September 2, 2021

By Donna Kimura, Affordable Housing Finance

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The Biden administration announced a series of moves aimed at creating, preserving, or selling 100,000 affordable homes for homeowners and renters in the next three years.

The actions include relaunching the Federal Financing Bank (FFB) and restarting its support of the Federal Housing Administration (FHA) Section 542(c) Housing Finance Agency Risk-Sharing Program, which was suspended in 2019. The program will provide low-cost capital to spur development of rental housing in cooperation with state housing finance agencies (HFAs).

HFAs may submit applications for mortgage insurance through this program through September 2024, and for the FFB to purchase the FHA-insured mortgages through September 2027. Unlike the previous version of the program, there is no dollar cap so FHA can provide firm approval letters to insure all eligible HFA-underwritten mortgages that meet risk-sharing program standards, according to Department of Housing and Urban Development (HUD).

Restarting the program will enable state HFAs to serve smaller developments, rural areas, and other essential projects that conventional financing does not, said the National Council of State Housing Agencies (NCSHA), noting that the risk-sharing partnership financed more than 25,000 affordable apartments that otherwise wouldn’t have been built or preserved, while reducing risk and generating revenue for the federal government, over several years before being terminated by the prior administration.

Federal officials also announced that Fannie Mae and Freddie Mac can each increase their annual low-income housing tax credit (LIHTC) investments to $850 million.

“These announcements make clear that the Biden–Harris administration means business when it comes to getting more affordable housing built and recognizes the central role state HFAs play in connecting capital to developers and home builders to make it happen,” said NCSHA executive director Stockton Williams.

The return of the risk-sharing program and the increase in the LIHTC investing cap for the government-sponsored enterprises (GSEs) are highlights in a plan that also touches upon diverse housing programs and housing types.

“The package is very encouraging—first, in terms of the substance because they will make a difference, and second, because it also continues to reinforce the Biden administration’s commitment to affordable housing,” Buzz Roberts, president and CEO of the National Association of Affordable Housing Lenders, told Affordable Housing Finance. “As we head into an important and uncertain reconciliation process, it’s good to know that White House continues to focus on affordable housing.”

The risk-sharing program is “critically important because affordable housing needs more access to long-term fixed-rate financing,” Roberts said, adding that it’s particularly valuable for smaller deals that can’t sustain the heavy transactional costs involved with going to the capital market for financing.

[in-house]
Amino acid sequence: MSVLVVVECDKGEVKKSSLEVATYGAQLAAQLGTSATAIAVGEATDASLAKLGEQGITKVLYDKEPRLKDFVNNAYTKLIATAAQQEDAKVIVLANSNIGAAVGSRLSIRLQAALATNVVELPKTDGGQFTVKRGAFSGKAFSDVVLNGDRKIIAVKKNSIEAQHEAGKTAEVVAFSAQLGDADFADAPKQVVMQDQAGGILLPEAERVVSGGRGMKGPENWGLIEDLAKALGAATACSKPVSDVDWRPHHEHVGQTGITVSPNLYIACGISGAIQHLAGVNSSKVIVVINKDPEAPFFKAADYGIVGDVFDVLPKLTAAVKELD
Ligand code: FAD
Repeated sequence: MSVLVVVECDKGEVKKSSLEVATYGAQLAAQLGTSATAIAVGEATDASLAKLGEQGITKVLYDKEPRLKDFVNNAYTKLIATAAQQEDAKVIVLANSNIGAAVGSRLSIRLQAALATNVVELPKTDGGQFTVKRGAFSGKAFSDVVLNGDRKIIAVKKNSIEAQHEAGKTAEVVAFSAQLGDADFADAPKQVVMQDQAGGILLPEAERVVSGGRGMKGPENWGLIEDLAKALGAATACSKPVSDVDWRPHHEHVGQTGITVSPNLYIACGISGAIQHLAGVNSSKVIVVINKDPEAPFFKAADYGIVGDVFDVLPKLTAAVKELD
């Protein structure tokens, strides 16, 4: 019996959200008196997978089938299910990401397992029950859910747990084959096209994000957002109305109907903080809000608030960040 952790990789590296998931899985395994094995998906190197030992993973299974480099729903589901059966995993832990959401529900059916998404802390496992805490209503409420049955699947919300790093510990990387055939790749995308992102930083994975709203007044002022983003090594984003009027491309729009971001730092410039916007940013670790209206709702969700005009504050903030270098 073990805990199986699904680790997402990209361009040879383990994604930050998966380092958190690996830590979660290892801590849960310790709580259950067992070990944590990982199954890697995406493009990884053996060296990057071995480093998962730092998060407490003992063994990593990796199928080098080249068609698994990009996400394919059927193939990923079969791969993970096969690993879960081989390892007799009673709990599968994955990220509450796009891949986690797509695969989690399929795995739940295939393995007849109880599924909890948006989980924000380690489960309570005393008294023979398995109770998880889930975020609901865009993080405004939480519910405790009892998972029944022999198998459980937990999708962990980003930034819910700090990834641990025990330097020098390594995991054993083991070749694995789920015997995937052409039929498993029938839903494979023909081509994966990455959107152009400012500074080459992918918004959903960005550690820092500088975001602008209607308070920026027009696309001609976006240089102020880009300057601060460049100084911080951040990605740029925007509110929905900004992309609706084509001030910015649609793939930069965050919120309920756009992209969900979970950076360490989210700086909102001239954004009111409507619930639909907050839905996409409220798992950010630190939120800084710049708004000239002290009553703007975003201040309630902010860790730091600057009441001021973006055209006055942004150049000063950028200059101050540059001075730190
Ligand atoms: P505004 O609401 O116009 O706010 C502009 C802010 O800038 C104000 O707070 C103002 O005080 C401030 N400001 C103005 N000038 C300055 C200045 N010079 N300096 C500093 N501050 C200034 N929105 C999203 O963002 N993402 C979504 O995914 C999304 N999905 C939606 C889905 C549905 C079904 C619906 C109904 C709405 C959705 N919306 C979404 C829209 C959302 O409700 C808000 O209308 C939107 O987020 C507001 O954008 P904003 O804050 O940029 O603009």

“From a straight lending perspective, the ability for the HFAs to use their own underwriting policies (instead of having to use the 955 pages of policy guidance under the regular HUD multifamily programs) cuts costs and speeds the process for loan approvals,” he said.

Second is funding. The FFB execution is almost cost free. That’s a dramatic savings and a timesaver compared with an HFA having to issue bonds in the capital market, according to Roberts.

The National Association of Local Housing Finance Agencies also praised the move.

“Since the program was allowed to expire, NALHFA has been working with HUD and Congress to restore this critical program that is estimated to create over 20,000 affordable housing units over the next two years,” said executive director Jonathan Paine.

The administration’s unveiled plan also calls for promoting the sale of distressed HUD properties to nonprofits. The direct sale of defaulted FHA-insured mortgage notes allows HUD to make bulk sales to purchasers with affordable housing and community revitalization goals. An upcoming sale is projected to include mortgage notes for more than 1,700 single-family properties. HUD is exploring offering half of those notes to nonprofit and community organizations.

Other steps include increasing financing for manufactured housing and small properties with two to four units as well as updating the Capital Magnet Fund to encourage affordable housing production.

“What this gets at is there are so many components to a comprehensive housing policy,” Roberts said. “The clear direction is to be cognizant of that and see it as a whole. Having a comprehensive view from the White House and the agencies is encouraging.”

Others also noted the scope of the plan.

“It’s gratifying to see that the administration is focused on the need for more affordable homeownership and rental housing and committed to using the full range of options available to the government to achieve those goals,” said Beth Mullen, partner and affordable housing industry leader at CohnReznick. “In the LIHTC area, additional investment by Fannie Mae and Freddie Mac with the Duty to Serve rural and underserved communities is a valuable component of the overall investment market.”

Evan Blau, chair of the agency lending and affordable housing practice at the Cassin & Cassin law firm, added that the announcement “shows a strengthened commitment to affordable housing.”

“Fannie Mae and Freddie Mac’s further expansion into the LIHTC space solidifies the profound impact that the GSEs can not only have on the lending side of a transaction but equity as well,” he said. “This increased tool will further assist the GSEs in their commitments to ensuring our communities provide safe and secure affordable housing nationally.”